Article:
True( he said) 1nd so o# the indi,idual+ we may assume that he has the same three principles in his own soul which are #ound in the *tate+ and he may be ri$htly described in the same terms( because he is a##ected in the same manner9 "ertainly( he said) Once more then( O my #riend( we ha,e ali$hted upon an easy -uestion --whether the soul has these three principles or not9 1n easy -uestion4 Nay( rather( *ocrates( the pro,erb holds that hard is the $ood) >ery true( I said+ and I do not thin% that the method which we are employin$ is at all ade-uate to the accurate solution o# this -uestion+ the true method is another and a lon$er one) *till we may arri,e at a solution not below the le,el o# the pre,ious en-uiry) 3ay we not be satis#ied with that9 he said+ --under the circumstances( I am -uite content) I too( I replied( shall be e&tremely well satis#ied) Then #aint not in pursuin$ the speculation( he said) 3ust we not ac%nowled$e( I said( that in each o# us there are the same principles and habits which there are in the *tate+ and that #rom the indi,idual they pass into the *tate9 --how else can they come there9 Ta%e the -uality o# passion or spirit+ --it would be ridiculous to ima$ine that this -uality( when #ound in *tates( is not deri,ed #rom the indi,iduals who are supposed to possess it( e)$) the Thracians( *cythians( and in $eneral the northern nations+ and the same may be said o# the lo,e o# %nowled$e( which is the special characteristic o# our part o# the world( or o# the lo,e o# money( which may( with e-ual truth( be attributed to the Phoenicians and E$yptians) E&actly so( he said) There is no di##iculty in understandin$ this) None whate,er) But the -uestion is not -uite so easy when we proceed to as% whether these principles are three or one+ whether( that is to say( we learn with one part o# our nature( are an$ry with another( and with a third part desire the satis#action o# our natural appetites+ or whether the whole soul comes into play in each sort o# action --to determine that is the di##iculty) Aes( he said+ there lies the di##iculty) Then let us now try and determine whether they are the same or di##erent) How can we9 he as%ed) I replied as #ollowsD The same thin$ clearly cannot act or be acted upon in the same part or in relation to the same thin$ at the same time( in contrary ways+ and there#ore whene,er this contradiction occurs in thin$s apparently the same( we %now that they are really not the same( but di##erent)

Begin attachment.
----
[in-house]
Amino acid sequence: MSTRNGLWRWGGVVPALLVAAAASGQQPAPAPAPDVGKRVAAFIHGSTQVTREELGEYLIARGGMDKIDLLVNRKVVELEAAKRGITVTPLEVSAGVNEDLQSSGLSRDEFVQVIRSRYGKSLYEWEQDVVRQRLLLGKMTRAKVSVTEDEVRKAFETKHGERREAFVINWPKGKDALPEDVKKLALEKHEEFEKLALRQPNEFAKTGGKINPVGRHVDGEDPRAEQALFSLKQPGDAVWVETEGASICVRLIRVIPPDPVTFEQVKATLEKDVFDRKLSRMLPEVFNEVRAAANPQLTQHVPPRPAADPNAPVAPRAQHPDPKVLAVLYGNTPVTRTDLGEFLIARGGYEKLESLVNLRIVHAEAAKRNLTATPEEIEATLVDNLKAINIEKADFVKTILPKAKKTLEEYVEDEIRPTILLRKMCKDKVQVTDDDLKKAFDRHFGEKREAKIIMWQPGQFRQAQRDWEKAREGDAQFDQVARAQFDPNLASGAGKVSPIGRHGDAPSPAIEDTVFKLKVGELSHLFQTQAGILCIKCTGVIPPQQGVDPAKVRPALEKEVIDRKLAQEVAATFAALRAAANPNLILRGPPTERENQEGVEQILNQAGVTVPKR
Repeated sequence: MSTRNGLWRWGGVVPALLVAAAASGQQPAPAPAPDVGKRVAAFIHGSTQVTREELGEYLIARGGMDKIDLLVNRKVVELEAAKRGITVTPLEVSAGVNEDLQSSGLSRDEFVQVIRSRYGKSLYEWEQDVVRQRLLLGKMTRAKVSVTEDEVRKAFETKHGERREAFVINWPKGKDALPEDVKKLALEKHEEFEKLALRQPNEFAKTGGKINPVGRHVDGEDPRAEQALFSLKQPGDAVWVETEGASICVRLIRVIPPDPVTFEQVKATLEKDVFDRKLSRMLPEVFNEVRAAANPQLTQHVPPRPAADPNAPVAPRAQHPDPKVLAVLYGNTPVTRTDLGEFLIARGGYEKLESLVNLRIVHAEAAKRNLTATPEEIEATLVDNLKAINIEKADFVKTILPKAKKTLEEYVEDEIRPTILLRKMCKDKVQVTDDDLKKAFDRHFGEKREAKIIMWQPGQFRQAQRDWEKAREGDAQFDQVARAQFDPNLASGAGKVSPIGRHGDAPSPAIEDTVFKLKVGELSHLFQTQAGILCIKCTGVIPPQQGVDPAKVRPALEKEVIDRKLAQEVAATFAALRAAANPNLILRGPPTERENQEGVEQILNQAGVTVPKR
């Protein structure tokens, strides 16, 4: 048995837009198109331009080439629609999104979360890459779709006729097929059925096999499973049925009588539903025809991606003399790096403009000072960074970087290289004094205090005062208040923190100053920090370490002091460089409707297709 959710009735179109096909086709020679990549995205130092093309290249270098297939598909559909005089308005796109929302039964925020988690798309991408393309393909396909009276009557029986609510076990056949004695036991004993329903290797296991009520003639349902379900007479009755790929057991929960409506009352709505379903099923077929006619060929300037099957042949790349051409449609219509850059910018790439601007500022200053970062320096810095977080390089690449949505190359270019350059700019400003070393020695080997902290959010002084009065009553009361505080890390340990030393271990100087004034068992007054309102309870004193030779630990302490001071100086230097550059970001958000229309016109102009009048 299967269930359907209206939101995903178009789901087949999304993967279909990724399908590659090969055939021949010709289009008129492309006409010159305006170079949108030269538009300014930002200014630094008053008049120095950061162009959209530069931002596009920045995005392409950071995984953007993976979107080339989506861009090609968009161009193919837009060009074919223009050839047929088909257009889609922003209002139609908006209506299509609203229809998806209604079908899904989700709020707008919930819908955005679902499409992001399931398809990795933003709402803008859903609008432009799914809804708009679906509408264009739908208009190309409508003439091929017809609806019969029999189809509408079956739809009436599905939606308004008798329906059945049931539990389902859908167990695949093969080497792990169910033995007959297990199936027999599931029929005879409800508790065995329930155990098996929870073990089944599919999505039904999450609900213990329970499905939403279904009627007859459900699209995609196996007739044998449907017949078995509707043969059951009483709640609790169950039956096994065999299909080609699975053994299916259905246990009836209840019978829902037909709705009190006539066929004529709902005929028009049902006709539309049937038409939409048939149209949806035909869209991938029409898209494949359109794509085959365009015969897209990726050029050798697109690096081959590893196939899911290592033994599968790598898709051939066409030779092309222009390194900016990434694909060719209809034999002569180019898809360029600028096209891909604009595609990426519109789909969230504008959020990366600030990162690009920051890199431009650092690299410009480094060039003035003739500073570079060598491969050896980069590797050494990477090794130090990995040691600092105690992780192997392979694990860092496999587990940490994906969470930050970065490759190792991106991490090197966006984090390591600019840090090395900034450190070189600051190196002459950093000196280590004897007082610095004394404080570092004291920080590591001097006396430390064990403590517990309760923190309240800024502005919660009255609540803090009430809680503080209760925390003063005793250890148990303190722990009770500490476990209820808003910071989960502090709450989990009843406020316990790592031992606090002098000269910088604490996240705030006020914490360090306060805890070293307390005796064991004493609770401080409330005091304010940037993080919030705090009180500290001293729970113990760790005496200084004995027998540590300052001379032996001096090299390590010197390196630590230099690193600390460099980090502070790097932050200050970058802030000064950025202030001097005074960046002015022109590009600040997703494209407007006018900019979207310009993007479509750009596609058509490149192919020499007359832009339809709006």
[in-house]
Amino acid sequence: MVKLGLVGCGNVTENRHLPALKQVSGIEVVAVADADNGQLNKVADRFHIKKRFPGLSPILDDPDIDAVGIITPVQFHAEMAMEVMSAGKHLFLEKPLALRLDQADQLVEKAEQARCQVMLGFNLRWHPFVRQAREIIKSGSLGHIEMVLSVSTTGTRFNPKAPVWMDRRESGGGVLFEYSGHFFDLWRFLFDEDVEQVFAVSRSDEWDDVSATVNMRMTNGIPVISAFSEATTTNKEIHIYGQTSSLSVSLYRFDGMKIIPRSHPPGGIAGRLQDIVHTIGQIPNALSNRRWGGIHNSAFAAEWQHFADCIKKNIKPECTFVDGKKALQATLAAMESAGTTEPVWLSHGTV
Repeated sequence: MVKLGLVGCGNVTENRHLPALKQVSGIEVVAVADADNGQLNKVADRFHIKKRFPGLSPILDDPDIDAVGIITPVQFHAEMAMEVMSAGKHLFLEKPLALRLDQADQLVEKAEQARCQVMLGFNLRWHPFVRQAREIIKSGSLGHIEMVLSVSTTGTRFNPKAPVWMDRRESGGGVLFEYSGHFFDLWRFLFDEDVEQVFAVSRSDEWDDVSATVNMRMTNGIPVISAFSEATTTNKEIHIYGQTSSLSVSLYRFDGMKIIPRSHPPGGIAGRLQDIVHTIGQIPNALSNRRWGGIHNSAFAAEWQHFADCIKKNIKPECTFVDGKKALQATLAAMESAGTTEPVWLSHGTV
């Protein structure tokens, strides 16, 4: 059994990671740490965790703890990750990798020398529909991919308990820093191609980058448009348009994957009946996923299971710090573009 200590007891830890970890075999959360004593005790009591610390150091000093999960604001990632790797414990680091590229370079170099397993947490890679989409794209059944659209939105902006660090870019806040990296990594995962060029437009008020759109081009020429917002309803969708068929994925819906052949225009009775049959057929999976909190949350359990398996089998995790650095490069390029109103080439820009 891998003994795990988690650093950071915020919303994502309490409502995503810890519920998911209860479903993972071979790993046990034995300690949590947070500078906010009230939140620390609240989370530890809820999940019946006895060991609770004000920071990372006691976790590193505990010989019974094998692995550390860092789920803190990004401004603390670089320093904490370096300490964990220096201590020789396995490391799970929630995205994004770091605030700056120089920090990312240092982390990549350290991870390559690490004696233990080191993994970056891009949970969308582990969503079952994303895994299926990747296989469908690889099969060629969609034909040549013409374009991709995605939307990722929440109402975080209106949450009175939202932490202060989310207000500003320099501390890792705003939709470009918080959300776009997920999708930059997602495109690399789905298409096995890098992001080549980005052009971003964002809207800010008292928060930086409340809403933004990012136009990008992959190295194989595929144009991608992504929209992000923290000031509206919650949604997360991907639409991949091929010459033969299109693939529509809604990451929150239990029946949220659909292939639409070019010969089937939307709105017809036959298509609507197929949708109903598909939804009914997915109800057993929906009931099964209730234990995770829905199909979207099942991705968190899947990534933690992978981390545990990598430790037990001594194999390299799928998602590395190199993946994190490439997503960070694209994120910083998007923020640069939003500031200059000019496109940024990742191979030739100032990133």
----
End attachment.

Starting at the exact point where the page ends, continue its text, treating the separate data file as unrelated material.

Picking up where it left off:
.ood) @or e&ample( I said( can the same thin$ be at rest and in motion at the same time in the same part9 Impossible) *till( I said( let us ha,e a more precise statement o# terms( lest we should herea#ter #all out by the way) Ima$ine the case o# a man who is standin$ and also mo,in$ his hands and his head( and suppose a person to say that one and the same person is in motion and at rest at the same moment-to such a mode o# speech we should object( and should rather say that one part o# him is in motion while another is at rest) >ery true) 1nd suppose the objector to re#ine still #urther( and to draw the nice distinction that not only parts o# tops( but whole tops( when they spin round with their pe$s #i&ed on the spot( are at rest and in motion at the same time 5and he may say the same o# anythin$ which re,ol,es in the same spot7( his objection would not be admitted by us( because in such cases thin$s are not at rest and in motion in the same parts o# themsel,es+ we should rather say that they ha,e both an a&is and a circum#erence( and that the a&is stands still( #or there is no de,iation #rom the perpendicular+ and that the circum#erence $oes round) But i#( while re,ol,in$( the a&is inclines either to the ri$ht or le#t( #orwards or bac%wards( then in no point o# ,iew can they be at rest) That is the correct mode o# describin$ them( he replied) Then none o# these objections will con#use us( or incline us to belie,e that the same thin$ at the same time( in the same part or in relation to the same thin$( can act or be acted upon in contrary ways) "ertainly not( accordin$ to my way o# thin%in$) Aet( I said( that we may not be compelled to e&amine all such objections( and pro,e at len$th that they are untrue( let us assume their absurdity( and $o #orward on the understandin$ that herea#ter( i# this assumption turn out to be untrue( all the conse-uences which #ollow shall be withdrawn) Aes( he said( that will be the best way) 2ell( I said( would you not allow that assent and dissent( desire and a,ersion( attraction and repulsion( are all o# them opposites( whether they are re$arded as acti,e or passi,e 5#or that ma%es no di##erence in the #act o# their opposition79 Aes( he said( they are opposites) 2ell( I said( and hun$er and thirst( and the desires in $eneral( and a$ain willin$ and wishin$( --all these you would re#er to the classes already mentioned) Aou would say --would you not9 --that the soul o# him who desires is see%in$ a#ter the object o# his desires+ or that he is drawin$ to himsel# the thin$ which he wishes to possessD